Wallenberg, in the meantime, had a lot on his hands. In 1984 he became embroiled in a bitter takeover battle with AB Volvo chairman Pehr G. Gyllenhammar over several major Swedish multinational companies. Penser had already bought up 20 percent of KemaNobel, and while Wallenberg was occupied with Volvo, Penser offered 30 percent above the market price for another 32 percent share of the chemical giant. Wallenberg's investors could not refuse the price. Penser combined KemaNobel with Bofors and named the new entity Nobel Industries. The 42-year old broker now controlled a company with sales of one billion dollars. He installed a friend, Anders Carlberg, as president, while Penser himself moved to England in order to avoid Swedish income taxes.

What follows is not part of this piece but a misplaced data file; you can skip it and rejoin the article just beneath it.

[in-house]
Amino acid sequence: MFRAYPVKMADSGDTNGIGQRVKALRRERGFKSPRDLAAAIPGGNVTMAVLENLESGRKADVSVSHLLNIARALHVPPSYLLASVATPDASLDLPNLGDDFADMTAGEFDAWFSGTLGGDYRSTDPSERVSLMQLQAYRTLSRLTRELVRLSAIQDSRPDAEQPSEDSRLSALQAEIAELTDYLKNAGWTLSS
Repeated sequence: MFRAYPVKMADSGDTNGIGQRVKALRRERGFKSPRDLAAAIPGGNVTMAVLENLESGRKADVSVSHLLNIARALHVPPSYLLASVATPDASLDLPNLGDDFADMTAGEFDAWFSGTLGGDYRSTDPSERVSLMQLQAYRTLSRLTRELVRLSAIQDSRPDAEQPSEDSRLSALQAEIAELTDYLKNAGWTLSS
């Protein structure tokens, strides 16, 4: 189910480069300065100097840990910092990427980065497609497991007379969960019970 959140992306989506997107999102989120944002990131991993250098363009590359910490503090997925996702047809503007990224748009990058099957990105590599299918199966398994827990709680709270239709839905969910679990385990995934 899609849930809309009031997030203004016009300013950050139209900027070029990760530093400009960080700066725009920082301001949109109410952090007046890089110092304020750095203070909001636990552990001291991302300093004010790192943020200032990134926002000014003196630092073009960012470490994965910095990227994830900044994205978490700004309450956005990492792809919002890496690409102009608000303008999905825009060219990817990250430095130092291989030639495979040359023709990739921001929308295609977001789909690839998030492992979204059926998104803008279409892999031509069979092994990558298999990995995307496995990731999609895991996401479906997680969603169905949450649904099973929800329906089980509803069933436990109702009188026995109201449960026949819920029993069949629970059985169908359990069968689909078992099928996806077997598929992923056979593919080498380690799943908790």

Nobel Industries expanded rapidly, making many acquisitions. In 1986 the company bought Italian industrial paints company TechnoMax and a Swedish defense electronics firm named Pharos. Nobel also acquired an option to buy Swedish Match, another large chemical company controlled by Marcus Wallenberg. In 1989 the company increased its holdings in its industrial paints division, buying up 60 percent of Italian paint company Colorifico Valtramigna SpA; acquiring a West German adhesives company, Hermanns & Co. GmbH; a Belgian paint company called Trimetal; and the impregnated paper operation of Britain's Catalin. The defense area expanded as well with the acquisition of Philips Elektronikindustrier AB, a defense electronics operation, in addition to the formation of a joint venture with a firm called Telefonaktiebolaget LM Ericsson. Nobel Industries also bought an American electronics company, Automatic Power, an Italian pharmaceutical chemical company, Profarmaco SpA, shares in a British consumer goods company, and several others. Though not all the company's divisions performed equally well, sales and profits were at times stellar. Profits jumped 54 percent between 1986 and 1987, and in a four-month period in 1988 group earnings increased 83 percent. The adhesives and paints division did particularly well at this time, as did the pulp and paper chemicals area.